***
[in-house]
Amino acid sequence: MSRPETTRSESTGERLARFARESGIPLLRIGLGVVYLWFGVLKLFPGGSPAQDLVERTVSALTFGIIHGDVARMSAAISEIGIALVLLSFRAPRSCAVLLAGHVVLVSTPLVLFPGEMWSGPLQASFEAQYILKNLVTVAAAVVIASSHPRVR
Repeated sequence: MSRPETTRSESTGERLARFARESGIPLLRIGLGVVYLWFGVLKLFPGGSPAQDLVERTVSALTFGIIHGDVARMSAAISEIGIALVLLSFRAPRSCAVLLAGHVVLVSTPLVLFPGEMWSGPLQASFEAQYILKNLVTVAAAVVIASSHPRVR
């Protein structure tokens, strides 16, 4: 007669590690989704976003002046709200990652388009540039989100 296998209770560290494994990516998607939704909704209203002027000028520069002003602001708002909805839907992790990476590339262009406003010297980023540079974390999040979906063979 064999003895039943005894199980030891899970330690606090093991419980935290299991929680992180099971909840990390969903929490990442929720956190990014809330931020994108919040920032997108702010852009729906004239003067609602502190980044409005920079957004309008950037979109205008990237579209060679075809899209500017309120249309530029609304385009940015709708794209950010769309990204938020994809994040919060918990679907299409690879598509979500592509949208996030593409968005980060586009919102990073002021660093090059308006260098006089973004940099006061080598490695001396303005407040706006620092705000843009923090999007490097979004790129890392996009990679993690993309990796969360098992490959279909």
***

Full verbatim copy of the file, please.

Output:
[in-house]
Amino acid sequence: MSRPETTRSESTGERLARFARESGIPLLRIGLGVVYLWFGVLKLFPGGSPAQDLVERTVSALTFGIIHGDVARMSAAISEIGIALVLLSFRAPRSCAVLLAGHVVLVSTPLVLFPGEMWSGPLQASFEAQYILKNLVTVAAAVVIASSHPRVR
Repeated sequence: MSRPETTRSESTGERLARFARESGIPLLRIGLGVVYLWFGVLKLFPGGSPAQDLVERTVSALTFGIIHGDVARMSAAISEIGIALVLLSFRAPRSCAVLLAGHVVLVSTPLVLFPGEMWSGPLQASFEAQYILKNLVTVAAAVVIASSHPRVR
């Protein structure tokens, strides 16, 4: 007669590690989704976003002046709200990652388009540039989100 296998209770560290494994990516998607939704909704209203002027000028520069002003602001708002909805839907992790990476590339262009406003010297980023540079974390999040979906063979 064999003895039943005894199980030891899970330690606090093991419980935290299991929680992180099971909840990390969903929490990442929720956190990014809330931020994108919040920032997108702010852009729906004239003067609602502190980044409005920079957004309008950037979109205008990237579209060679075809899209500017309120249309530029609304385009940015709708794209950010769309990204938020994809994040919060918990679907299409690879598509979500592509949208996030593409968005980060586009919102990073002021660093090059308006260098006089973004940099006061080598490695001396303005407040706006620092705000843009923090999007490097979004790129890392996009990679993690993309990796969360098992490959279909």